Wed | Aug 21, 2019

Germany’s Warrior Sound capture ‘World Sound Clash’ title

Published:Friday | July 19, 2019 | 10:08 AMAdrian Frater

Warrior Sound International, the one-man German outfit featuring selector Mattia Ruebenstruck, created a stunning upset at the Pier One Complex in Montego Bay, St James, on Thursday night by capturing the 2019 edition of Reggae Sumfest's Global Sound Clash title.

After displaying much consistency in the early rounds, which was dominated by Japan’s Yaad Beat Sound and nine-time champion, Jamaica’s Pink Panther, Warrior Sound had a good fourth round, which landed it in the final. Once in that round, the German sound sizzled in the 10-song dub-for-dub face-off with Pink Panther.

Pink Panther took a 1-0 lead after unleashing a monster dub from singer Richie Stephens, which had the crowd going wild. However, Warrior Sound bounced back to make it 1-1 and drew level with a Johnny Osbourne’s classic, Dub Plate Playing in the Ghetto Tonight.

Once they drew level, Warrior Sound never looked back, drawing heavily on dubs from Barrington Levy and Coco Tea to win the next five rounds, which gave it an comprehensive 6-1 win.

“I have been preparing for months and months and months and spent money upon money to prepare for this clash,” said an elated Ruebenstruck, after collecting his trophy. “Having this trophy in my hand as the winner of the Reggae Sumfest Global Sound Clash winner is almost unreal, is the biggest and best thing that has ever happened to me in my 15 years in music.”

This year's sound clash featured sound systems and selectors, Yard Beat from Japan, the Canada World Clash champions King Turbo, Germany's Warrior Sound and Jamaica's Ricky Sound Trooper and Pink Panther.

The first sound to really get the crowd moving was Yard Beat Sound, which looked the sound to beat after dominating rounds one and two. The Japanese sound also shared the spoils in the third round with Pink Panther. However, they had a below par fourth round and controversially missed out on making the final as many felt they got a better crowd response than Pink Panther.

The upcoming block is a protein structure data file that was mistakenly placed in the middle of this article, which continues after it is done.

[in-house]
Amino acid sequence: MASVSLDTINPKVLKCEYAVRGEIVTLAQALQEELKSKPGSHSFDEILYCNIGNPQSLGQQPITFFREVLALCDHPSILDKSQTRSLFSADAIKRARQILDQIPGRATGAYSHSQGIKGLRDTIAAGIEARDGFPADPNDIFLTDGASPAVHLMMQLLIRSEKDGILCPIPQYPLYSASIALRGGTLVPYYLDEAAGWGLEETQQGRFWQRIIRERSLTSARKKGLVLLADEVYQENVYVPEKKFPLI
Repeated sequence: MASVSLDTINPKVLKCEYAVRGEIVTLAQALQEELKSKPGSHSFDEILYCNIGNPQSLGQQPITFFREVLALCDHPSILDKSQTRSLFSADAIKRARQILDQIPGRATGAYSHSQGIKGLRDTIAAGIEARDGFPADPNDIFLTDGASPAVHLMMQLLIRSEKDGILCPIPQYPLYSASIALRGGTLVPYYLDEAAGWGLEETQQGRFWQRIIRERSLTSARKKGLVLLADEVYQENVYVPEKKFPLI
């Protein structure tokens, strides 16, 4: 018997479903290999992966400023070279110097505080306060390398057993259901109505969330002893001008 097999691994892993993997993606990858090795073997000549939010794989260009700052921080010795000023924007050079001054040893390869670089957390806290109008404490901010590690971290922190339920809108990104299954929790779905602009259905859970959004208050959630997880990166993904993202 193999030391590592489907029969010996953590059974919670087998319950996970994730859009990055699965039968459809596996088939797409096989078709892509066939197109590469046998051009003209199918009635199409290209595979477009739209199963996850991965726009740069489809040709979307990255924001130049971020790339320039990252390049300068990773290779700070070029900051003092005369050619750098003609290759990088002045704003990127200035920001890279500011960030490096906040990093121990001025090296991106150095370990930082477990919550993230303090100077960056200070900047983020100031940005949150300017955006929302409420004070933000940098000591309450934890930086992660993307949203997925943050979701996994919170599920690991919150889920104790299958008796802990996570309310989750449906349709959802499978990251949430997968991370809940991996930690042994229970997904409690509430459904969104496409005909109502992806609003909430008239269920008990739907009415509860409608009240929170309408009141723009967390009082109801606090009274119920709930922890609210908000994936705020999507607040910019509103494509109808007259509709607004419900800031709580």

Ricky Trooper, who started out slowly in the first round, never really recovered. It was not surprising that he was the first selector to be eliminated, as although he came wrapped up in a Jamaica flag, he failed to get the required love from the predominantly local crowd.

Pink Panther had a solid fourth round, drawing loud cheers for dub-plates featuring Coco Tea, Admiral Tibet, Romain Virgo, Sugar Minott and Beenie Man. He entered the dub-for-dub showdown with the favourite tag as while Warrior Sound remained consistent with dubs from Shabba Ranks, Ninjaman, Bounty Killer, Beenie Man and Chakademus and Pliers, the German sound seemed to be just doing enough to advance.

However, in the finals, once Warrior Sound drew level at 1-1 with Pink Panther, it was basically a done deal as the fans were captivated by witty ‘intros’ backed up with pulsating dubplates, which Pink Panther had no answer for.

“I knew I had the songs to win but coming up against seasoned professionals like Ricky Trooper and Pink Panther, I knew it would not be easy,” said Ruebenstruck. “I am now a part of dancehall’s history and it makes me very happy and proud.”